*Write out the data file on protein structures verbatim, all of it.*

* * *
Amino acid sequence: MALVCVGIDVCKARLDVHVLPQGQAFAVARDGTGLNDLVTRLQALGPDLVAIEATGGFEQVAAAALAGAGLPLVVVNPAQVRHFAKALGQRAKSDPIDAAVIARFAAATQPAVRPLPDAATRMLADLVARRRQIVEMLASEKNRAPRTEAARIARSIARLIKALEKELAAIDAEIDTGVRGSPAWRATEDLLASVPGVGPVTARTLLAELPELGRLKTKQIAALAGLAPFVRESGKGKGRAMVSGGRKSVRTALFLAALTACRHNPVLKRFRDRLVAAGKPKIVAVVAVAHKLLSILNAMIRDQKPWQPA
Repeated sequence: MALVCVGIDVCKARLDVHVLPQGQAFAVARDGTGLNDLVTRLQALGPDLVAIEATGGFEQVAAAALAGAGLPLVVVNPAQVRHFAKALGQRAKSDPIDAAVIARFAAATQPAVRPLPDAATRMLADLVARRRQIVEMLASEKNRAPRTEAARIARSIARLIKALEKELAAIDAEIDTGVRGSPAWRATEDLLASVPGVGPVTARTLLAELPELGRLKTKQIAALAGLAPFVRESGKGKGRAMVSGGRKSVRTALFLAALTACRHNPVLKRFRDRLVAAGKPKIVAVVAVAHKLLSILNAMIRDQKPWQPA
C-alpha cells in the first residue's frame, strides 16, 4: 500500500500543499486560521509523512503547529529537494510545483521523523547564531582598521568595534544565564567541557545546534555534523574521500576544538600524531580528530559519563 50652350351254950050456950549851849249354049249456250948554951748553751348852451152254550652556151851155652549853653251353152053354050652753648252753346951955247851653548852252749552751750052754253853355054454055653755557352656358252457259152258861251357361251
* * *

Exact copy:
Amino acid sequence: MALVCVGIDVCKARLDVHVLPQGQAFAVARDGTGLNDLVTRLQALGPDLVAIEATGGFEQVAAAALAGAGLPLVVVNPAQVRHFAKALGQRAKSDPIDAAVIARFAAATQPAVRPLPDAATRMLADLVARRRQIVEMLASEKNRAPRTEAARIARSIARLIKALEKELAAIDAEIDTGVRGSPAWRATEDLLASVPGVGPVTARTLLAELPELGRLKTKQIAALAGLAPFVRESGKGKGRAMVSGGRKSVRTALFLAALTACRHNPVLKRFRDRLVAAGKPKIVAVVAVAHKLLSILNAMIRDQKPWQPA
Repeated sequence: MALVCVGIDVCKARLDVHVLPQGQAFAVARDGTGLNDLVTRLQALGPDLVAIEATGGFEQVAAAALAGAGLPLVVVNPAQVRHFAKALGQRAKSDPIDAAVIARFAAATQPAVRPLPDAATRMLADLVARRRQIVEMLASEKNRAPRTEAARIARSIARLIKALEKELAAIDAEIDTGVRGSPAWRATEDLLASVPGVGPVTARTLLAELPELGRLKTKQIAALAGLAPFVRESGKGKGRAMVSGGRKSVRTALFLAALTACRHNPVLKRFRDRLVAAGKPKIVAVVAVAHKLLSILNAMIRDQKPWQPA
C-alpha cells in the first residue's frame, strides 16, 4: 500500500500543499486560521509523512503547529529537494510545483521523523547564531582598521568595534544565564567541557545546534555534523574521500576544538600524531580528530559519563 50652350351254950050456950549851849249354049249456250948554951748553751348852451152254550652556151851155652549853653251353152053354050652753648252753346951955247851653548852252749552751750052754253853355054454055653755557352656358252457259152258861251357361251